U.S. Republican Senator 1: Forget Russia—we should be more worried about the Canadians. We’ve detected a substantial amount of uranium close to the border.
U.S. Republican Senator 2: Not surprising. They’re a bunch of commie pinkos up there.
U.S. Republican Senator 1: Call Ted Cruz. He used to be Canadian. Maybe he can reason with them.
U.S. Republican Senator 2: There’s no reasoning with those frosty bastards.

Aide: This just in, breaking news from Fox! The Canadian uranium stockpile is being kept in a house owned by someone named ‘mydangblog’ but who prefers to be called…(checks notes)…Player One!
U.S. Republican Senator 1: Ooh. That IS a cool nickname.

I guess if the U.S Army shows up at my door, I’d better hide all the antique glass.

In other news, it’s become so prevalent on Facebook Marketplace to advertise things as free and then list exorbitant prices in the description that if you actually HAVE something for free, you need to be extremely adamant about it, thusly:

And just to make it REALLY clear, this is what the item’s description says, in case there was any doubt:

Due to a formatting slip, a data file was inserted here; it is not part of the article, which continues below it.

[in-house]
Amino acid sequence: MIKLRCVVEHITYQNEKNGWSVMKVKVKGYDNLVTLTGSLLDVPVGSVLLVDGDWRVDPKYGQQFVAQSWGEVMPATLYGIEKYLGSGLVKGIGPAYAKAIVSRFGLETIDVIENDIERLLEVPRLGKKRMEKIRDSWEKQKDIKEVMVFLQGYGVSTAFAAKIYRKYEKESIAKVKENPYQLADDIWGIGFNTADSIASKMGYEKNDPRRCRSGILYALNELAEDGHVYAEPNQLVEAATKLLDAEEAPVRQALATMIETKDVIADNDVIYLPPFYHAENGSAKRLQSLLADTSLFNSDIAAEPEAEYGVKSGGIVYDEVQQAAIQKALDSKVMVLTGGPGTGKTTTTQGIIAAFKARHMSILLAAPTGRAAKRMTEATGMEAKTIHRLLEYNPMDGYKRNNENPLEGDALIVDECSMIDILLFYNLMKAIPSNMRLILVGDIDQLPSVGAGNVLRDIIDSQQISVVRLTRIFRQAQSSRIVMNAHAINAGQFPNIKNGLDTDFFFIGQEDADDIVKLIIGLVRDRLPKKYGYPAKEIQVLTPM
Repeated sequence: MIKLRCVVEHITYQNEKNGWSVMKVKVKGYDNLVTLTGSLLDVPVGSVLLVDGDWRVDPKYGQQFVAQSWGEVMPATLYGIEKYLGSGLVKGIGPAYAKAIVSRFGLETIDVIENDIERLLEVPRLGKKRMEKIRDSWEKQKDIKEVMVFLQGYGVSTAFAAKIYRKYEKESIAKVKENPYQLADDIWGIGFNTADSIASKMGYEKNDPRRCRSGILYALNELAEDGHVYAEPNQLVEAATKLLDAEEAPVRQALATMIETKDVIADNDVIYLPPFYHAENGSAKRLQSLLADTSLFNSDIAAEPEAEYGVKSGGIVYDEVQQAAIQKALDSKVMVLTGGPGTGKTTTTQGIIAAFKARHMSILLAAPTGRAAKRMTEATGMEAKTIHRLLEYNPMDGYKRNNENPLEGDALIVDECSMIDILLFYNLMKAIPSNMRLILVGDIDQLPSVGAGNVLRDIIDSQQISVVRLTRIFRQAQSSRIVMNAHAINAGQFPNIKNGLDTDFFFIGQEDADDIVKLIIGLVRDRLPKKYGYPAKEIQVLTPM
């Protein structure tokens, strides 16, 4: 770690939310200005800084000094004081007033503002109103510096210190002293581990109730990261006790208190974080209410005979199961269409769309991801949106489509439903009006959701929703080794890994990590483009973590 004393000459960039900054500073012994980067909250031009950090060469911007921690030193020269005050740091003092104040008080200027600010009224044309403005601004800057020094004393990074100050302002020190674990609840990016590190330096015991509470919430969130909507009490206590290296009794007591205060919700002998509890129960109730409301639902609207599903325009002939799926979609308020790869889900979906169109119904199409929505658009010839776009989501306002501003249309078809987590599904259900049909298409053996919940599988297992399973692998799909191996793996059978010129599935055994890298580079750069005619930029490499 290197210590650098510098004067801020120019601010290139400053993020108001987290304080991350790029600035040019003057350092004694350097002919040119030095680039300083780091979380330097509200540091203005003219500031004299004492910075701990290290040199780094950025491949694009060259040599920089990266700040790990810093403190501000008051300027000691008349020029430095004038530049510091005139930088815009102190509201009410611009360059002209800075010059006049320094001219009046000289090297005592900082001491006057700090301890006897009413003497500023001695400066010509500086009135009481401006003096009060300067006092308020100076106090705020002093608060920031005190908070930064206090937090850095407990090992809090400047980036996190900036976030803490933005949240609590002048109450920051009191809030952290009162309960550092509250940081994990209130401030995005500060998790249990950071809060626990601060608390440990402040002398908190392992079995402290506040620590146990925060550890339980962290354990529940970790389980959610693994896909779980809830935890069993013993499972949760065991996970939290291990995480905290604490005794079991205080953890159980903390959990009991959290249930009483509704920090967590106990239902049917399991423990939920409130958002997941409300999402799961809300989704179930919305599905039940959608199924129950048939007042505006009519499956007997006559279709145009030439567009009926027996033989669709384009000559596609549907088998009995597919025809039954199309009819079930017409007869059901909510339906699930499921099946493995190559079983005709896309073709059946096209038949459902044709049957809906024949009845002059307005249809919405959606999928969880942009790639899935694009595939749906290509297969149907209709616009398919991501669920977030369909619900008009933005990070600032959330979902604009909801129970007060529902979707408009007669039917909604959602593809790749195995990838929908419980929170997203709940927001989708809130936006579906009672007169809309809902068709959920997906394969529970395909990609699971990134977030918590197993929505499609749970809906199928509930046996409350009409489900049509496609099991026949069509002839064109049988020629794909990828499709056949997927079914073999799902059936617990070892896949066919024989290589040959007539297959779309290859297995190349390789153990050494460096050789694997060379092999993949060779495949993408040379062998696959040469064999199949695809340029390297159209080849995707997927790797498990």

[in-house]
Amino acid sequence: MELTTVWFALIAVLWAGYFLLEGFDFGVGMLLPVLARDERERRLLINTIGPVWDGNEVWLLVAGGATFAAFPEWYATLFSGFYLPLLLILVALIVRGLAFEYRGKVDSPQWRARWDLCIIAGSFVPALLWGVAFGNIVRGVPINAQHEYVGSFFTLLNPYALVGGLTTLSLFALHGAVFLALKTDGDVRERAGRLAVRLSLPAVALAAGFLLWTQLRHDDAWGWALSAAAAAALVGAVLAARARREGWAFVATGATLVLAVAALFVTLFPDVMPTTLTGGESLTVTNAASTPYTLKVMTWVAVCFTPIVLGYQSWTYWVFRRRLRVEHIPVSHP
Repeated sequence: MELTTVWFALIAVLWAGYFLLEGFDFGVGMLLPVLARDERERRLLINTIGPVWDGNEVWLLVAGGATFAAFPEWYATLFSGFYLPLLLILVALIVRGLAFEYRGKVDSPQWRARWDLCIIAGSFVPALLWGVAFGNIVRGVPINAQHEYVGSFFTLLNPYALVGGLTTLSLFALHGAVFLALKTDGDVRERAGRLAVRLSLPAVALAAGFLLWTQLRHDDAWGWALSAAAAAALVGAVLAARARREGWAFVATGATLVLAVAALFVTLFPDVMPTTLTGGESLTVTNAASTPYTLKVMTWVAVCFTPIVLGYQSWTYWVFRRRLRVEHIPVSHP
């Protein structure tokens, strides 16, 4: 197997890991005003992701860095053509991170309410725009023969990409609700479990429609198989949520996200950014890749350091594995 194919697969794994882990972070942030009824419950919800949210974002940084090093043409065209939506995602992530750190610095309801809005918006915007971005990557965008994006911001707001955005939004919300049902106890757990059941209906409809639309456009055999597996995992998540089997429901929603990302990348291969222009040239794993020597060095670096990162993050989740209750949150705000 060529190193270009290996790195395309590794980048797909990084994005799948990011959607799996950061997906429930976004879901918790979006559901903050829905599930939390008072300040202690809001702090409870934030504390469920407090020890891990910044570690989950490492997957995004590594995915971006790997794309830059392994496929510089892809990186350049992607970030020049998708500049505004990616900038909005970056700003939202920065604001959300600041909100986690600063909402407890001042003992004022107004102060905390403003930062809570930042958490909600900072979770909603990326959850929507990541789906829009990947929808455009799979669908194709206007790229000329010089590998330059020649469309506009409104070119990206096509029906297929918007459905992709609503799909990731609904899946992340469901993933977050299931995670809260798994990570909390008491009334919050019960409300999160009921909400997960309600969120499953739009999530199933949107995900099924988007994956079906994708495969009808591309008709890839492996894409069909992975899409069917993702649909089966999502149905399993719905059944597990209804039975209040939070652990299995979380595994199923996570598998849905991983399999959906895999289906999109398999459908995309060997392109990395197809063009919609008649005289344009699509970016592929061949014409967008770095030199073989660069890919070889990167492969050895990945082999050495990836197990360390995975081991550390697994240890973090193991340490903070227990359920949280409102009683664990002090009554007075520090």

I so badly wanted to be a frosty bastard and message the person: “How much is this?” But, truth be told, I don’t even know what the f*ck it is, and if it’s what’s in the picture, I don’t want his glowing wood clones–I can glow just fine on my own.

46 thoughts on “Radioactive

  1. Just be wary in case they send the decorated Colonel Cobb and his sciurine Seal team up north to confiscate your uranium! Fortunately, just like real Senators, they can be easily bribed with ample corn and other yummy treats…

    Liked by 4 people

  2. So are you going to get the free clones? Because then you’ll have, well, some sort of trifecta: diamonds, uranium, and clones. With all that you could start an interesting science museum. And I think that American senator was interested in you because you’ve found this stuff unintentionally. If you can amass a large uranium collection without even trying imagine what people who purposely collect it have.
    Something to watch out for, by the way, is a spinthariscope. Back in the ‘50’s and ‘60’s these were given away as toys. They’re little cylinders, sometimes bullet-shaped, that you could look into and see atomic activity. Think about that: kids were encouraged to put something radioactive up to their eye. Most old spinthariscopes don’t show anything anymore because the elements in them were so radioactive they’ve decayed. A little uranium glass doesn’t seem so bad by comparison.